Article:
'Our post is dying'

Veterans of Foreign Wars East Meadow Post 2736 seeks members

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“We used to have over 300 members at one point,” said Frank Salamino, a member of East Meadow’s Veterans of Foreign Wars Post 2736. “Now we have 25 members in total. Our post is dying.”

Only 11 members attended the VFW’s Aug. 7 meeting. Salamino, 72, the post’s quartermaster, said the organization is in dire need of new members, now more than ever. Bill Weber, an 89-year-old Vietnam veteran, said that although he can travel to meetings at the American Legion, other members are not as mobile. 

“Several members can’t get out of bed anymore,” Weber said. “And some have passed away this year. But there’s so many young guys that live in East Meadow and Merrick and Bellmore that can join the post. I’m just not sure they know who we are.”

Post 2736 is a chapter of the Veterans of Foreign Wars of the United States, which veterans of the Spanish-American War and Philippine Insurrection founded in 1899 to make sure that veterans received rights and benefits for their service, according to the VFWUS website. Now, the organization has 1.7 million members. But Salamino said that East Meadow’s post is struggling to reach 30. 

“We offer so many services,” Post Commander John Mallico said. “We offer medical support and we put outings together. We help members with any paperwork they need, either medical or government-related. We help members get their medals. We can even help the younger guys find jobs if they’re having a tough time. We do a lot.”

Mallico, 90, a World War II veteran, joined the post in 2005, and became commander in 2014. Since then, he has organized outings, meetings and Memorial Day parade appearances. Regardless of the post’s community presence, he said the group membership is languishing. “We used to get up to 50 new memberships at a time,” he recalled.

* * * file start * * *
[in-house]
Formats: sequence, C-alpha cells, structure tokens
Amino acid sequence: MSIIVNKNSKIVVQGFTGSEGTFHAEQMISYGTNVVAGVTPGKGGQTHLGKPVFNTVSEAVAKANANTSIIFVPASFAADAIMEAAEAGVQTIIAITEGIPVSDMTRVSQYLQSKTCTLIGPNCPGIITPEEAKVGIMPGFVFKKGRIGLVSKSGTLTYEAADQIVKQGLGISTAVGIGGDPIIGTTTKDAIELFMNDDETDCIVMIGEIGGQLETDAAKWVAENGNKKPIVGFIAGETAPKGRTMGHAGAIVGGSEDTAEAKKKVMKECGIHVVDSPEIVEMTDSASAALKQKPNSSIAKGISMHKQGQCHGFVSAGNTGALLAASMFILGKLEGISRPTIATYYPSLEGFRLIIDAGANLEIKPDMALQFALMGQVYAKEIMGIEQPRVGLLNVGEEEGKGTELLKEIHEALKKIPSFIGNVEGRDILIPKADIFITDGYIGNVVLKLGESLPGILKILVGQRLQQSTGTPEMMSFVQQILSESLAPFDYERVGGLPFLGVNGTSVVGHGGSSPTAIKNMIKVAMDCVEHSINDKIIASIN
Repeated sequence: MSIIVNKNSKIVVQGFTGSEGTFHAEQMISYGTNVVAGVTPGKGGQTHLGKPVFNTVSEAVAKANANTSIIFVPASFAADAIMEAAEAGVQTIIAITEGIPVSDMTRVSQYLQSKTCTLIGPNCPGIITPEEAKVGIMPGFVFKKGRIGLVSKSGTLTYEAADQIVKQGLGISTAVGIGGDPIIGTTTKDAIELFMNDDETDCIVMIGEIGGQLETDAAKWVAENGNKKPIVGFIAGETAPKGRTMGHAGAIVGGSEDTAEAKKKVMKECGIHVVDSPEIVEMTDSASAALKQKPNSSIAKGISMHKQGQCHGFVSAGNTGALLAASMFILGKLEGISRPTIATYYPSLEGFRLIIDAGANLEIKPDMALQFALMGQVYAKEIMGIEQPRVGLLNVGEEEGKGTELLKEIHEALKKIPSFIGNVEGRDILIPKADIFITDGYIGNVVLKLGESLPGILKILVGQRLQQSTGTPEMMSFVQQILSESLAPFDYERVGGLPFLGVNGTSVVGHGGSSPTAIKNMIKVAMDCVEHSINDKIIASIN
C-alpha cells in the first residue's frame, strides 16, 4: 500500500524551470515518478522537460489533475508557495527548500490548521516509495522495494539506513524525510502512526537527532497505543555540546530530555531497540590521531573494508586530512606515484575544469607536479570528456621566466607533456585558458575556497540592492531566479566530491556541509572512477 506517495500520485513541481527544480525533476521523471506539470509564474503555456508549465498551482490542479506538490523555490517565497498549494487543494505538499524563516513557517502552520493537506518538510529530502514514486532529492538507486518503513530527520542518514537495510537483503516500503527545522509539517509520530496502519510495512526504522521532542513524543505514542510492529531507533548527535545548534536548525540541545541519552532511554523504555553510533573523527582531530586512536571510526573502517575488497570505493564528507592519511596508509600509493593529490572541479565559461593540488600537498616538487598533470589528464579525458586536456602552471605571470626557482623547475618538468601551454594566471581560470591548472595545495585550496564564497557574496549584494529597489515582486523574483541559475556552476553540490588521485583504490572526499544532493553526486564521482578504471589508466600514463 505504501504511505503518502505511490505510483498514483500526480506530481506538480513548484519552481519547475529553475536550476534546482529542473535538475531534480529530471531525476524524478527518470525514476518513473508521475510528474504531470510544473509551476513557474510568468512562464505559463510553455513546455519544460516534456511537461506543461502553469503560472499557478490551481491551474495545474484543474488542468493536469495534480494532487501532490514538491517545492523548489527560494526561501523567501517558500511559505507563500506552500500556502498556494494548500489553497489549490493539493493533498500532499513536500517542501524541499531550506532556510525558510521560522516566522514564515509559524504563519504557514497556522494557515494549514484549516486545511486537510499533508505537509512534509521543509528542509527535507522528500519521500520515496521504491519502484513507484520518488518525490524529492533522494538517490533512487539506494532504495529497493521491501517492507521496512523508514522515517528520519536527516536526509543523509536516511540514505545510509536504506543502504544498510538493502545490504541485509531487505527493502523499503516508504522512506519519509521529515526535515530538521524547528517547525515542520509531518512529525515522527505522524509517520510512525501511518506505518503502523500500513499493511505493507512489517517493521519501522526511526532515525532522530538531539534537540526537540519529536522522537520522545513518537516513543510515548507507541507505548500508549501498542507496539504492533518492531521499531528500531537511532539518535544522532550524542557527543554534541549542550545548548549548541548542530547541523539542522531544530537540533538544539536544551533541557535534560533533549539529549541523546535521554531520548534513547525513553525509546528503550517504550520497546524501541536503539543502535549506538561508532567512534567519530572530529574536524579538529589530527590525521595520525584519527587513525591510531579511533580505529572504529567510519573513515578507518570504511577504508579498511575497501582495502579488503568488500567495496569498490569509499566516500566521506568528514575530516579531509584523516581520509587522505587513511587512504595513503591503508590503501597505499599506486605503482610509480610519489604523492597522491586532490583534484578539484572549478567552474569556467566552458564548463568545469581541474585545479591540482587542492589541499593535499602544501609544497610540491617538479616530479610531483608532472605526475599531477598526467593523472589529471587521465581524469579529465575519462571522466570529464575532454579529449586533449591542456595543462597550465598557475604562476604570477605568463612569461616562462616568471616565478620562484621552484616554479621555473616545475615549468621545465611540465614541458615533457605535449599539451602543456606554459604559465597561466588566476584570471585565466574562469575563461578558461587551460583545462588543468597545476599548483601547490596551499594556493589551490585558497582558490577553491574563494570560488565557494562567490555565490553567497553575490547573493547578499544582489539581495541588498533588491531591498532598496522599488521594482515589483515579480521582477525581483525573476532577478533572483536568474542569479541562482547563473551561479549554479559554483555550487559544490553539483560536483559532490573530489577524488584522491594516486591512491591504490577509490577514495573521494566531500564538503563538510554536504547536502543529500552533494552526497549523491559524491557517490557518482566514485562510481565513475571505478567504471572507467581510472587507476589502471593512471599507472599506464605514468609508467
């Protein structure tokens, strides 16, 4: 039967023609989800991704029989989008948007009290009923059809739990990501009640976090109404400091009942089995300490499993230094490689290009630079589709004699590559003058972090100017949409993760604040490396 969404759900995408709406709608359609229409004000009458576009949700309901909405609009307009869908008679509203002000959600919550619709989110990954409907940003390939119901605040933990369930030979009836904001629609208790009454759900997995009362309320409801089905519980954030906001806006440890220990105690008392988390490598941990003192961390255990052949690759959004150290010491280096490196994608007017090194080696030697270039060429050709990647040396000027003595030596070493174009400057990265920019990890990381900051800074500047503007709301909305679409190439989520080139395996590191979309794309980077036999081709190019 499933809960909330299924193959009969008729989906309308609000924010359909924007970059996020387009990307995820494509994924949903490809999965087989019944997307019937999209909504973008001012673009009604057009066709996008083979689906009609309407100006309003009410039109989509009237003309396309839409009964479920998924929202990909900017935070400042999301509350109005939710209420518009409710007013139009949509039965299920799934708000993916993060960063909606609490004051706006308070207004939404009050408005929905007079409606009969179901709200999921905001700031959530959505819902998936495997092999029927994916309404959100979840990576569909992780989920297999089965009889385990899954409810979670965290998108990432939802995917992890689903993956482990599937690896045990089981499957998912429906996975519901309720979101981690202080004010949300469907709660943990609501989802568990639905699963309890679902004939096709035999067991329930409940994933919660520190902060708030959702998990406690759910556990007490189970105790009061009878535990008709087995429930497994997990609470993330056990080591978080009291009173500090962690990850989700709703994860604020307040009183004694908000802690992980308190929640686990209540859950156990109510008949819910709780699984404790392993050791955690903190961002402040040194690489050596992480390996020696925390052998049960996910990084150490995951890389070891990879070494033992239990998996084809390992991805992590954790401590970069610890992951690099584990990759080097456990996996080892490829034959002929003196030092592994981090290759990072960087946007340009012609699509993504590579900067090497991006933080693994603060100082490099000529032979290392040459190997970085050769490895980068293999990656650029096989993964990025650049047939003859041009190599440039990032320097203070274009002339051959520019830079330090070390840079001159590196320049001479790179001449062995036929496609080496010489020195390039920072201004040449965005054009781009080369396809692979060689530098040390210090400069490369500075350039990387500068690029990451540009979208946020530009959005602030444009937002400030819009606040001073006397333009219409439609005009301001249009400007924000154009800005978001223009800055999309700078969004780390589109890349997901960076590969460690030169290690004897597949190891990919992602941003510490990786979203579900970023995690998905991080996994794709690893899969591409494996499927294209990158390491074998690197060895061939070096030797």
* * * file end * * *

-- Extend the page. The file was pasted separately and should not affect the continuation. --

Despite the dwindling numbers, at their last meeting, all 11 members wore smiles and caps that displayed medals from their respective wars: Korean, World War II and Vietnam. Bill Lattarulo, 72, the post’s adjutant, read the agenda, and announced that one new member enrolled this month. 

Brooklyn native Richard Barelli, 71, was welcomed by his new comrades as they each shook his hand. “I wanted to join because this post has some really great guys in it,” Barelli, a Vietnam veteran, said. “I have friends in this post, and I like going to the outings. It’s easy to talk to these guys.” 

Longtime friends Lattarulo and Salamino were both drafted into the Army one after the other. “He laughed at me when I got drafted,” Lattarulo recalled. “A week later, he got drafted, too.” 

Both joined the post in 2012 after watching members march at a Memorial Day parade. They were both American Legion Post 1082 members. 

“I looked at Bill and said, ‘Look at those old bags!’” Salamino laughed. 

“They looked so old marching down the street,” Lattarulo recalled. “We looked at each other and said, ‘We gotta join.’ And we haven’t looked back since.”

“We need all the members we can get,” Salamino interjected. “We’re fighting for this.” 

Stephanie Rossetti, the post’s only female member, said she hopes more women will join. At 65, Rossetti is the post’s youngest member. For now, members are preparing for their Labor Day dance at the Knolls on Sept. 2.

“We catch up and talk, mostly,” Rossetti said. “Communicating with each other and laughing together keeps us going strong.”